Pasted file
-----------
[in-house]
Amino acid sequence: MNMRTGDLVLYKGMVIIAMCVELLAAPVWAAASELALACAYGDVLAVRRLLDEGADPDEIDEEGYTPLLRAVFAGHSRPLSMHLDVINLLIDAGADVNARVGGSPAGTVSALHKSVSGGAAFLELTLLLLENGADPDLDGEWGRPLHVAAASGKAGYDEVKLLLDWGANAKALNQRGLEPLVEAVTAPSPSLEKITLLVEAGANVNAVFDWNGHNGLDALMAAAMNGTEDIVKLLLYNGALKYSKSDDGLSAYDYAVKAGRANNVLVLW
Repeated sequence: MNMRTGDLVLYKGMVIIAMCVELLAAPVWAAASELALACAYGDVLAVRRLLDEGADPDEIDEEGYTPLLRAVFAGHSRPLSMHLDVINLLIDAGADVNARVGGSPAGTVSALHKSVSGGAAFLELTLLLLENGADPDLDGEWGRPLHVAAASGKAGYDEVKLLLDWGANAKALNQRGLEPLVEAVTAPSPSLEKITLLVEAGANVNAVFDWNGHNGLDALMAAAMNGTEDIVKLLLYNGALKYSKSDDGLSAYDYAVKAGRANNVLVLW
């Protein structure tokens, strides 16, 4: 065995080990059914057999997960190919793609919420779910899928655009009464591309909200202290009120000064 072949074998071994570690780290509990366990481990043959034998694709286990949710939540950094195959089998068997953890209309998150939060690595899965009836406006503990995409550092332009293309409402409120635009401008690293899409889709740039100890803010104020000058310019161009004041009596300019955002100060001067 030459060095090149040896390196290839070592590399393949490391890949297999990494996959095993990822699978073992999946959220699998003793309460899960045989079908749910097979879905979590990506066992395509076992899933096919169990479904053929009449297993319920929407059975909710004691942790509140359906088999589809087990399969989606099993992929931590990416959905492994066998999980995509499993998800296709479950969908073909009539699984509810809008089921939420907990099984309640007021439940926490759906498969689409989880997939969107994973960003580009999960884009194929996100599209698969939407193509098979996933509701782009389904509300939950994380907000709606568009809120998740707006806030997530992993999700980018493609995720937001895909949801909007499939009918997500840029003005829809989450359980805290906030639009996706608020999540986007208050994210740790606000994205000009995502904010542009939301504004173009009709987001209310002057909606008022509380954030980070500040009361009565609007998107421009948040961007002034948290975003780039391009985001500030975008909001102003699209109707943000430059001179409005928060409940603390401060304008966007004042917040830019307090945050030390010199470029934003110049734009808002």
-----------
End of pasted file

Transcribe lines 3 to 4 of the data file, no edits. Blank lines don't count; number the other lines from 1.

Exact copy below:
Repeated sequence: MNMRTGDLVLYKGMVIIAMCVELLAAPVWAAASELALACAYGDVLAVRRLLDEGADPDEIDEEGYTPLLRAVFAGHSRPLSMHLDVINLLIDAGADVNARVGGSPAGTVSALHKSVSGGAAFLELTLLLLENGADPDLDGEWGRPLHVAAASGKAGYDEVKLLLDWGANAKALNQRGLEPLVEAVTAPSPSLEKITLLVEAGANVNAVFDWNGHNGLDALMAAAMNGTEDIVKLLLYNGALKYSKSDDGLSAYDYAVKAGRANNVLVLW
């Protein structure tokens, strides 16, 4: 065995080990059914057999997960190919793609919420779910899928655009009464591309909200202290009120000064 072949074998071994570690780290509990366990481990043959034998694709286990949710939540950094195959089998068997953890209309998150939060690595899965009836406006503990995409550092332009293309409402409120635009401008690293899409889709740039100890803010104020000058310019161009004041009596300019955002100060001067 030459060095090149040896390196290839070592590399393949490391890949297999990494996959095993990822699978073992999946959220699998003793309460899960045989079908749910097979879905979590990506066992395509076992899933096919169990479904053929009449297993319920929407059975909710004691942790509140359906088999589809087990399969989606099993992929931590990416959905492994066998999980995509499993998800296709479950969908073909009539699984509810809008089921939420907990099984309640007021439940926490759906498969689409989880997939969107994973960003580009999960884009194929996100599209698969939407193509098979996933509701782009389904509300939950994380907000709606568009809120998740707006806030997530992993999700980018493609995720937001895909949801909007499939009918997500840029003005829809989450359980805290906030639009996706608020999540986007208050994210740790606000994205000009995502904010542009939301504004173009009709987001209310002057909606008022509380954030980070500040009361009565609007998107421009948040961007002034948290975003780039391009985001500030975008909001102003699209109707943000430059001179409005928060409940603390401060304008966007004042917040830019307090945050030390010199470029934003110049734009808002």